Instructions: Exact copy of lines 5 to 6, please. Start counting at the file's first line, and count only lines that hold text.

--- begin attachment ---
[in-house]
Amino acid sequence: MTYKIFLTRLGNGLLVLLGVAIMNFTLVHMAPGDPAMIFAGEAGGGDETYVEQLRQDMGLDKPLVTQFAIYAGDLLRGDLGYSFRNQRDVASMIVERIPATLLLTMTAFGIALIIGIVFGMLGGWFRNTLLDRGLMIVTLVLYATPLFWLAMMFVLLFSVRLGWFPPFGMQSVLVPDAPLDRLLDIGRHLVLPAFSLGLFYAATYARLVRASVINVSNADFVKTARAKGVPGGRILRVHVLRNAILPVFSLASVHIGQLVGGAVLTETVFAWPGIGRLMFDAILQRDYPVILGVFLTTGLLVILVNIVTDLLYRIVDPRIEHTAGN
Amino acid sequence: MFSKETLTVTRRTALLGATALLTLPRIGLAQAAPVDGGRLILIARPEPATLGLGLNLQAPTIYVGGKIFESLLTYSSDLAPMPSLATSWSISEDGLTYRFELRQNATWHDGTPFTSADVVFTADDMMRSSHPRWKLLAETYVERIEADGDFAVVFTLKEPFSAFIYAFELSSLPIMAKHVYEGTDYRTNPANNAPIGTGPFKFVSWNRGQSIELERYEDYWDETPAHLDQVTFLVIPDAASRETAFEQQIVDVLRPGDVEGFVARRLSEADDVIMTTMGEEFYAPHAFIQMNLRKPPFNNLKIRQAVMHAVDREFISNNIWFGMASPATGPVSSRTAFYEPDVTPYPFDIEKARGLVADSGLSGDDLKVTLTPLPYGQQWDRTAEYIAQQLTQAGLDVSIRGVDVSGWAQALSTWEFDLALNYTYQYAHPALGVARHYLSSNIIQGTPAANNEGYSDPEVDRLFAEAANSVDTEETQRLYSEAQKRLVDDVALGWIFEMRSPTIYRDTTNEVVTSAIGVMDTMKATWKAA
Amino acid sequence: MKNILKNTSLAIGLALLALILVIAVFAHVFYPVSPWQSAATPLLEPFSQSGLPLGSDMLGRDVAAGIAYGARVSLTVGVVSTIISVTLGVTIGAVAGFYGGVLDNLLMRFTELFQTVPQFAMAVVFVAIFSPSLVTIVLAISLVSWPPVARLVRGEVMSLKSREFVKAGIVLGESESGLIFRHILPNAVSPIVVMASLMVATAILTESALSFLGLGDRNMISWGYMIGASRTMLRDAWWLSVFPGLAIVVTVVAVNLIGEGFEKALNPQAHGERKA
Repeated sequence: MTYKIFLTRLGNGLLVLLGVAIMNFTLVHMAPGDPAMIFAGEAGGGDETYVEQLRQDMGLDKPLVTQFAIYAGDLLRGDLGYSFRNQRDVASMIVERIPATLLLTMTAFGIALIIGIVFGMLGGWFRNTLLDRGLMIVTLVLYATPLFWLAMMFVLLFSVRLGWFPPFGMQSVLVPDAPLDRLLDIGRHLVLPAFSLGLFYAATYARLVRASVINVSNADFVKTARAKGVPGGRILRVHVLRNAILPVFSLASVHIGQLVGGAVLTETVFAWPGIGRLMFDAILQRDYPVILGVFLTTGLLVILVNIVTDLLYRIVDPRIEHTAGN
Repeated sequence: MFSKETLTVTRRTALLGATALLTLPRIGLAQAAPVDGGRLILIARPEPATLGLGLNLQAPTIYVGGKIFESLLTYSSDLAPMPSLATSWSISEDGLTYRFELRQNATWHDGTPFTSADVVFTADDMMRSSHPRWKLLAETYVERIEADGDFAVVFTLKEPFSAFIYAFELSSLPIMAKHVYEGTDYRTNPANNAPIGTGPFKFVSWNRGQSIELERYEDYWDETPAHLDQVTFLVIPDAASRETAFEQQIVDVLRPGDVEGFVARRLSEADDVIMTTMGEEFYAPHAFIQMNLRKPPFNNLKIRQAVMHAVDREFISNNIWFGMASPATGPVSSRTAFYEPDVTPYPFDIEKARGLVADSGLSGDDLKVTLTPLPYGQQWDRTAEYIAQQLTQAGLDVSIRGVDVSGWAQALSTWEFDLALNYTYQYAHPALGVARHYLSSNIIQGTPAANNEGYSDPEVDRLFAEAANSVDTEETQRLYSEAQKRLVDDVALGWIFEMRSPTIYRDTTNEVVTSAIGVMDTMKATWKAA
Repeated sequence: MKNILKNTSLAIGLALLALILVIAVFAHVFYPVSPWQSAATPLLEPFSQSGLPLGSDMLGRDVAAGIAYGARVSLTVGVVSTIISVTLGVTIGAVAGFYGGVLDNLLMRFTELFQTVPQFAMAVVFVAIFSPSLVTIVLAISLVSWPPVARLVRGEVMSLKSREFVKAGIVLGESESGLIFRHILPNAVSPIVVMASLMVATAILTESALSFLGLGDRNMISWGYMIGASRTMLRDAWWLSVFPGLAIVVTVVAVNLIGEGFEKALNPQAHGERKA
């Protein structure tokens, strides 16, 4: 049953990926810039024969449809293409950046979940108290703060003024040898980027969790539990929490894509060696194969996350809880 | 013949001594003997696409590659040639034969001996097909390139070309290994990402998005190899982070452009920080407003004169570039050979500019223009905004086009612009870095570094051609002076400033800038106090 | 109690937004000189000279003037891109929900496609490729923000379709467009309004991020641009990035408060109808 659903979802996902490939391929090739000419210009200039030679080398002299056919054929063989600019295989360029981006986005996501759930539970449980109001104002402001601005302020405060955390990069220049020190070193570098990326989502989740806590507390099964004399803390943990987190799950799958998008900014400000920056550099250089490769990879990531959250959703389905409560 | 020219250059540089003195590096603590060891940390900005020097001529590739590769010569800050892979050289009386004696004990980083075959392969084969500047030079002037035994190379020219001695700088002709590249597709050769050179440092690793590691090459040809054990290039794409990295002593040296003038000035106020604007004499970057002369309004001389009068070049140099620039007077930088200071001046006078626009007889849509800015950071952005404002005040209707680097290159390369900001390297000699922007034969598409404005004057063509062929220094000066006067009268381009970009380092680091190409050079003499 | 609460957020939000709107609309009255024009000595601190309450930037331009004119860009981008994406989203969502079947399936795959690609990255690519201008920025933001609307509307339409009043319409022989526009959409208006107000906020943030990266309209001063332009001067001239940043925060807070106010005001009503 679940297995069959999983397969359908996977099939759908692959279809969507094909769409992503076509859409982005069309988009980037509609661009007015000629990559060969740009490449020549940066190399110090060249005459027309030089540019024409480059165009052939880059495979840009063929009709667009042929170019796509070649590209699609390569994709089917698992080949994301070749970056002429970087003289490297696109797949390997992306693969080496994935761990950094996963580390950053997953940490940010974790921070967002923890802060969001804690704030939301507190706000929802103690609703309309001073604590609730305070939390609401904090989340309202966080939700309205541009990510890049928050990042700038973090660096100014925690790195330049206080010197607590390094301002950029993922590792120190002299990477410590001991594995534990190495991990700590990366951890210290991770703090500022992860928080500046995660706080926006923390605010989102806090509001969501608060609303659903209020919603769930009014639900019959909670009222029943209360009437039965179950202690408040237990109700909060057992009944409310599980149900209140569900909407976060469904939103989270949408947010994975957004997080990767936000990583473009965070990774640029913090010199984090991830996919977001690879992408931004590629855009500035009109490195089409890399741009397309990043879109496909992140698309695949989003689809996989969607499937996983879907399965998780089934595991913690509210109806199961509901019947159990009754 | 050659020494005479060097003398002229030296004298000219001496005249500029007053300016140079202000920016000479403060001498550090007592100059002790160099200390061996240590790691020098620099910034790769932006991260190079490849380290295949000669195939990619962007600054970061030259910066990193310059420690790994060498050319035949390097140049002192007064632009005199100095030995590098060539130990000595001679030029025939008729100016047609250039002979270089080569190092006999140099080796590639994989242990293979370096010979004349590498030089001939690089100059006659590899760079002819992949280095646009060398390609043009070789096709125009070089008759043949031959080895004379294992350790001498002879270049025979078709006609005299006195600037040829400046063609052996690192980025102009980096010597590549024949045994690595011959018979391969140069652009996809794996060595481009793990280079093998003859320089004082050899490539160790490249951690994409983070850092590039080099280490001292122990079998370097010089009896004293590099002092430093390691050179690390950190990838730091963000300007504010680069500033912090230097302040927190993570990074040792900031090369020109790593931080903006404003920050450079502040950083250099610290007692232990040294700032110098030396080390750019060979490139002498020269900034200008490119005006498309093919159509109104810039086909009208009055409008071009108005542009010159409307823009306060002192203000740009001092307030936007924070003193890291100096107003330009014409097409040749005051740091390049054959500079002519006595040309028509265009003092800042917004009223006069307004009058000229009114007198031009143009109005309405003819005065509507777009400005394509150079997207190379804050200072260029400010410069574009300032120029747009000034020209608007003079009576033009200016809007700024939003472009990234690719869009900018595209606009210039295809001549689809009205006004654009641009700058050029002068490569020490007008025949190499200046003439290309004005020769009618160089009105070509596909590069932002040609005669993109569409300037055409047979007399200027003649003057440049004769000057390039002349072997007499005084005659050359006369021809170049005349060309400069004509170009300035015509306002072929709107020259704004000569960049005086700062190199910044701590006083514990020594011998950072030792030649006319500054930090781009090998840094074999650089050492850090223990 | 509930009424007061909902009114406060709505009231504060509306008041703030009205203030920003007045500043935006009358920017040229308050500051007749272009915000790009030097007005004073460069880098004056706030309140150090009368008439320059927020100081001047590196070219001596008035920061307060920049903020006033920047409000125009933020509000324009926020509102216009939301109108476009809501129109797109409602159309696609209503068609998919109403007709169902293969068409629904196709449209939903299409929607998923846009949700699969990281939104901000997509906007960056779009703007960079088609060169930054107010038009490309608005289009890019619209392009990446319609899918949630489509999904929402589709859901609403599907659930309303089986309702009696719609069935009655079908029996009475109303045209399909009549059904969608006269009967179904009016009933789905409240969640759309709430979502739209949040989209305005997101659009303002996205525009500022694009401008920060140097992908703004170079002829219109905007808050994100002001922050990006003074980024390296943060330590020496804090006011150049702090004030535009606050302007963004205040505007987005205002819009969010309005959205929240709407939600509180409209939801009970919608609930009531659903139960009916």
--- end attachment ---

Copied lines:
Repeated sequence: MTYKIFLTRLGNGLLVLLGVAIMNFTLVHMAPGDPAMIFAGEAGGGDETYVEQLRQDMGLDKPLVTQFAIYAGDLLRGDLGYSFRNQRDVASMIVERIPATLLLTMTAFGIALIIGIVFGMLGGWFRNTLLDRGLMIVTLVLYATPLFWLAMMFVLLFSVRLGWFPPFGMQSVLVPDAPLDRLLDIGRHLVLPAFSLGLFYAATYARLVRASVINVSNADFVKTARAKGVPGGRILRVHVLRNAILPVFSLASVHIGQLVGGAVLTETVFAWPGIGRLMFDAILQRDYPVILGVFLTTGLLVILVNIVTDLLYRIVDPRIEHTAGN
Repeated sequence: MFSKETLTVTRRTALLGATALLTLPRIGLAQAAPVDGGRLILIARPEPATLGLGLNLQAPTIYVGGKIFESLLTYSSDLAPMPSLATSWSISEDGLTYRFELRQNATWHDGTPFTSADVVFTADDMMRSSHPRWKLLAETYVERIEADGDFAVVFTLKEPFSAFIYAFELSSLPIMAKHVYEGTDYRTNPANNAPIGTGPFKFVSWNRGQSIELERYEDYWDETPAHLDQVTFLVIPDAASRETAFEQQIVDVLRPGDVEGFVARRLSEADDVIMTTMGEEFYAPHAFIQMNLRKPPFNNLKIRQAVMHAVDREFISNNIWFGMASPATGPVSSRTAFYEPDVTPYPFDIEKARGLVADSGLSGDDLKVTLTPLPYGQQWDRTAEYIAQQLTQAGLDVSIRGVDVSGWAQALSTWEFDLALNYTYQYAHPALGVARHYLSSNIIQGTPAANNEGYSDPEVDRLFAEAANSVDTEETQRLYSEAQKRLVDDVALGWIFEMRSPTIYRDTTNEVVTSAIGVMDTMKATWKAA